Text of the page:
Tuesday, April 10, 2007

Keeping it Safe at the Bakersfield Santa Fe

This is a bit unusual, but then again, so am I. A reader recently emailed me the following story and told me I was welcome to publish it on my blog. I’ve never had that happen before, but if any others out there feel like contributing by all means, be my guest.

(Insert visions of dancing tea cups ala Beauty and the Beast.)

Keeping it Safe at the Bakersfield Santa Fe
by Bryce Martin

Safety was a topic touched upon even if only slightly at every daily shift change meeting. At precisely 3 o'clock on the hour each afternoon, all swing shift crew hands gathered in a small room in the roundhouse for the daily briefing from the day's foreman.

At each meeting the same question was asked: "Does anybody have anything to say about safety?"

And each time, the same person said, "Use Trojans."

Sometimes real safety concerns were addressed and dealt with.

There were few reminders posted, stapled, painted, pasted or otherwise displayed regarding safety. One was the safety slogan with the odd looking little man named Axy Dent printed on blue shop wipe rags (some called them "towels").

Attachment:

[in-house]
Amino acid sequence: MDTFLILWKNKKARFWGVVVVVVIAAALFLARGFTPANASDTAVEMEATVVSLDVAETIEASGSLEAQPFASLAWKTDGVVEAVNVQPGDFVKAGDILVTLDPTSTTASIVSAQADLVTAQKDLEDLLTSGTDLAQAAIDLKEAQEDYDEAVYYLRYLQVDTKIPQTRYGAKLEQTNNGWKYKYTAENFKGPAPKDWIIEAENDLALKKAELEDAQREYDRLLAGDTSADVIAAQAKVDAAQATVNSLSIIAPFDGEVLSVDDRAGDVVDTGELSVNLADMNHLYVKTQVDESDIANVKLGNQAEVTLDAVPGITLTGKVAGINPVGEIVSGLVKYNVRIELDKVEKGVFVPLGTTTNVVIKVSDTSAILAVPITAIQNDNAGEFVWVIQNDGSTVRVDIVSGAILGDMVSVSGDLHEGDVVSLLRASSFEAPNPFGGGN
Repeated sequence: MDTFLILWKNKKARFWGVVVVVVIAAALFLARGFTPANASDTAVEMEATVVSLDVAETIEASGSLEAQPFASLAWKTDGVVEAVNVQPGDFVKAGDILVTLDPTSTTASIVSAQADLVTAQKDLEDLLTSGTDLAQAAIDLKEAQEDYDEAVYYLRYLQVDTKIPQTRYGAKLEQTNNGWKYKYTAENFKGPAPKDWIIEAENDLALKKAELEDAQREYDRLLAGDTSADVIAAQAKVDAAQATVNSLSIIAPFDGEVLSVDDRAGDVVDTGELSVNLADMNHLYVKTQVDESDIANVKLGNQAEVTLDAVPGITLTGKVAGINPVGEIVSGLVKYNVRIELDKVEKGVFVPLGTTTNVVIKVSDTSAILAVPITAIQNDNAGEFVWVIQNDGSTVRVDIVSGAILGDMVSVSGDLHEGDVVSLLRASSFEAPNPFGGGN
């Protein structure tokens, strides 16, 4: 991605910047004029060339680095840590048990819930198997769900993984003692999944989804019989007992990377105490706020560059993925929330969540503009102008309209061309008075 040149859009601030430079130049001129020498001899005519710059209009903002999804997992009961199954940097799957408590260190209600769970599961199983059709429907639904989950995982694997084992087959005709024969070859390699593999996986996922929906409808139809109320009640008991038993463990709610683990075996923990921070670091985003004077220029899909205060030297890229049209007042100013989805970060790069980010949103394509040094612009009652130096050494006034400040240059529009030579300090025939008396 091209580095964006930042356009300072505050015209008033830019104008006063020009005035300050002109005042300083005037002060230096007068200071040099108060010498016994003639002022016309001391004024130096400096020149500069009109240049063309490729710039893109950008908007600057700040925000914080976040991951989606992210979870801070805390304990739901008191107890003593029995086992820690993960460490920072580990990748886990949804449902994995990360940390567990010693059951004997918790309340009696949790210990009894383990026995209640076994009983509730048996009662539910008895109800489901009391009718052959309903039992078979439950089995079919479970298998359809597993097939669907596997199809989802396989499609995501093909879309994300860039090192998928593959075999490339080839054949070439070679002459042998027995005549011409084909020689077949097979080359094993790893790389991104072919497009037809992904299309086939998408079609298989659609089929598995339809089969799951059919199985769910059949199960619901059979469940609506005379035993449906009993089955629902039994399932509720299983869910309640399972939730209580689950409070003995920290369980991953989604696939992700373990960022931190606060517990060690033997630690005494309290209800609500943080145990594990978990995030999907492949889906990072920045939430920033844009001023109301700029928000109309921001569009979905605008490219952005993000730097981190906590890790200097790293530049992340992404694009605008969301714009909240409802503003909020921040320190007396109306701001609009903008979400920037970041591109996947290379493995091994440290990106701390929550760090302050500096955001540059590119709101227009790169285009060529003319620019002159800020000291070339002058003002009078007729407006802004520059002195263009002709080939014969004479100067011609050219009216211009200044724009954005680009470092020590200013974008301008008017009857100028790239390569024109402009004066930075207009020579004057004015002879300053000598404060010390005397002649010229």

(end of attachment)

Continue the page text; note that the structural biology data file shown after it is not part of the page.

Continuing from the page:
The crudely rendered little man was rushing forward to, one can guess, keep from getting wiped away.

The 17-inch by 14-inch wipe rag read:

Work Safely
On The Santa Fe

The slogan also appeared in a painted square on the sides and in the middle of Santa Fe cabooses.

Watch Out

A circle was drawn in the square to contain Axy Dent, the fleeing figure.

Axy Dent?

It was not just a bad choice for a name, it was a bad choice for a slogan name in Bakersfield. The city was rich in agriculture and oil produce and products. Oil was big and Occidental Petroleum was a familiar name. Oxy Dent. It should have been Occidental's wipe rag.

To my way of thinking -- and I'm sure I put far more thought into those wipe rags than any of the other rail hands -- just the name "Axy Dent" used as the punchline in a key national safety slogan seemed such a stretch as to undermine the entire concept. Were all the good names taken? On the other hand, the drawn figure was so crude and folksy I was rather taken by its whimsical nature.